This canonical requirement that the 1662 BCP is a standard for doctrine, discipline, and worship should perk up the ears of ordinands within the ACNA. After all, ordinands within the ACNA take an oath where they subscribe to “solemnly engage to conform to the Doctrine, Discipline and Worship of Christ as this Church has received them.” (Title III.3.2; III.4.3; III.8.5). If there’s a question about worship, doctrine, or discipline, then the a copy of the 1662 BCP should be handy and nearby.
Practically speaking, this is good news as it prevents contradictory or defective rite(s) from any prior prayer book (cough *1979*) from muddying Anglican theology. Of course, if we are talking practically then the fact that the 1979 prayer book remains authorized will make it more difficult to ensure clergy and laity alike are in conformance with the Anglican way. (Note Canon II.21 cited above allows “All authorized Books of Common Prayer of the originating jurisdictions shall be permitted for use in this Church” and the previously cited Resolution from the ACNA College of Bishops bluntly states in point 5 that “the College sees no route to making it mandatory at the Provincial level (principle of subsidiarity) or to ruling out continuing use, under the authority of the local Bishop, (of not only 1662 and its predecessor books but) of the Prayer Books that were in use at the time the Province came together.”).
Where do we go from here? Personally, I foresee the 1979 BCP voluntarily being relinquished for the 2019 BCP where the 1979 is being used, and more outright banning of the 1979 by the Ordinary as we see in the Diocese of the Living Word (formerly CANA East). In the meantime, every ACNA minister needs to own a copy of the 1662 BCP and become familiar not only with its services but also with the rubrics, which contain doctrine (Black rubric, anyone?). Furthermore, while the ACNA BCP notes the “traditional” Anglican fasting custom for Fridays, it is not required nor is the recitation of the daily office for clergy expressed in the ACNA BCP. However, with the 1662 BCP as our standard, ACNA ministers should consult its rubrics and note that the Church fasts on Fridays and it is the duty of all ordained ministers to keep the daily office.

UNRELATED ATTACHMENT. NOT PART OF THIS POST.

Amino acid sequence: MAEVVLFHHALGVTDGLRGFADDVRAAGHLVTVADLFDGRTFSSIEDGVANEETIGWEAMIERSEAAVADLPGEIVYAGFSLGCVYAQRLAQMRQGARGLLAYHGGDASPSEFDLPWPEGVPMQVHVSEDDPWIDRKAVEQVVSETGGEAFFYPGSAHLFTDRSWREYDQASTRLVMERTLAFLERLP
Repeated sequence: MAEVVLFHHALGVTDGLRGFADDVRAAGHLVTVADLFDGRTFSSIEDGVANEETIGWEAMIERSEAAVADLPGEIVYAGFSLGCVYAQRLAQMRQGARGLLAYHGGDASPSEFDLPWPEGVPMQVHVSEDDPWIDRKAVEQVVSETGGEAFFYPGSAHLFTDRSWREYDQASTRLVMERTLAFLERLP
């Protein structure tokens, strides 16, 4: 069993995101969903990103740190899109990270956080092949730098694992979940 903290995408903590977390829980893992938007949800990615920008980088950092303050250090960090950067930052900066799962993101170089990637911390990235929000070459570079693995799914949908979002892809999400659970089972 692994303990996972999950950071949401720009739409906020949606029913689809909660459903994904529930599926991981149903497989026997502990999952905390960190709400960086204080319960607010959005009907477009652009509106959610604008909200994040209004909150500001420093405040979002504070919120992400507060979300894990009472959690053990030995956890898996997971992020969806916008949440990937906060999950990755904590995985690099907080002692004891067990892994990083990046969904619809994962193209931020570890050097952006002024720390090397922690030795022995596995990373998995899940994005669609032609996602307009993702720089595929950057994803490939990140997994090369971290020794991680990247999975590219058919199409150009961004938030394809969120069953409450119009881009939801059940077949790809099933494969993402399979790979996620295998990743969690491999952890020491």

Ultimately, the ACNA Constitution and Canons point back to the 1662 BCP as a standard for worship, doctrine, and discipline in the Church. All of us who swore to uphold the Church’s worship, doctrine, and discipline before having hands laid upon us should take this seriously and have the 1662 close by as a constant reference and guide. Furthermore, it is our solemn duty to teach the laity the doctrine and discipline of the Church, therefore, we should incorporate the 1662 BCP into our teaching, catechesis classes, and when answering questions about the Anglican way.
Without an anchor or rudder, a ship floats aimlessly and dangerously at the whim of the ocean. The formularies, including the 1662 Book of Common Prayer, are our anchor and rudder to navigate this mere Christian way that we call Anglicanism. May we use the formularies in our journey and avoid being adrift in the current of the zeitgeist or smashed against the rocks of post-modernity.